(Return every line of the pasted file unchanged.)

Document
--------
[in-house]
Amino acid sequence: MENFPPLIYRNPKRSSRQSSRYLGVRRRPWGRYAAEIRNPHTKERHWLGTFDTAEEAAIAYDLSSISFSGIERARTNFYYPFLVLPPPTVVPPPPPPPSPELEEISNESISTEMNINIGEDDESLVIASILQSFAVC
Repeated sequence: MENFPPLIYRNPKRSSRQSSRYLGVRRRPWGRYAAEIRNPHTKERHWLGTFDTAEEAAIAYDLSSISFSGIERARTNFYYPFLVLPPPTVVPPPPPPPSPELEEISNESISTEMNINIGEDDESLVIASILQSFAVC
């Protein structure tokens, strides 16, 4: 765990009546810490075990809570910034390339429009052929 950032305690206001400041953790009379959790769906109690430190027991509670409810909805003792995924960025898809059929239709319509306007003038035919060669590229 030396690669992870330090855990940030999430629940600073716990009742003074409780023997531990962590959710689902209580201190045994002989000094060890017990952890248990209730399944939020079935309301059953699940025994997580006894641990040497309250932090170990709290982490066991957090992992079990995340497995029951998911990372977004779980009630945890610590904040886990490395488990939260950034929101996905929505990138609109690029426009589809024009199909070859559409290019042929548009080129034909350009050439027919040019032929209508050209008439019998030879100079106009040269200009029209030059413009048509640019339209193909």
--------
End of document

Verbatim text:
[in-house]
Amino acid sequence: MENFPPLIYRNPKRSSRQSSRYLGVRRRPWGRYAAEIRNPHTKERHWLGTFDTAEEAAIAYDLSSISFSGIERARTNFYYPFLVLPPPTVVPPPPPPPSPELEEISNESISTEMNINIGEDDESLVIASILQSFAVC
Repeated sequence: MENFPPLIYRNPKRSSRQSSRYLGVRRRPWGRYAAEIRNPHTKERHWLGTFDTAEEAAIAYDLSSISFSGIERARTNFYYPFLVLPPPTVVPPPPPPPSPELEEISNESISTEMNINIGEDDESLVIASILQSFAVC
């Protein structure tokens, strides 16, 4: 765990009546810490075990809570910034390339429009052929 950032305690206001400041953790009379959790769906109690430190027991509670409810909805003792995924960025898809059929239709319509306007003038035919060669590229 030396690669992870330090855990940030999430629940600073716990009742003074409780023997531990962590959710689902209580201190045994002989000094060890017990952890248990209730399944939020079935309301059953699940025994997580006894641990040497309250932090170990709290982490066991957090992992079990995340497995029951998911990372977004779980009630945890610590904040886990490395488990939260950034929101996905929505990138609109690029426009589809024009199909070859559409290019042929548009080129034909350009050439027919040019032929209508050209008439019998030879100079106009040269200009029209030059413009048509640019339209193909």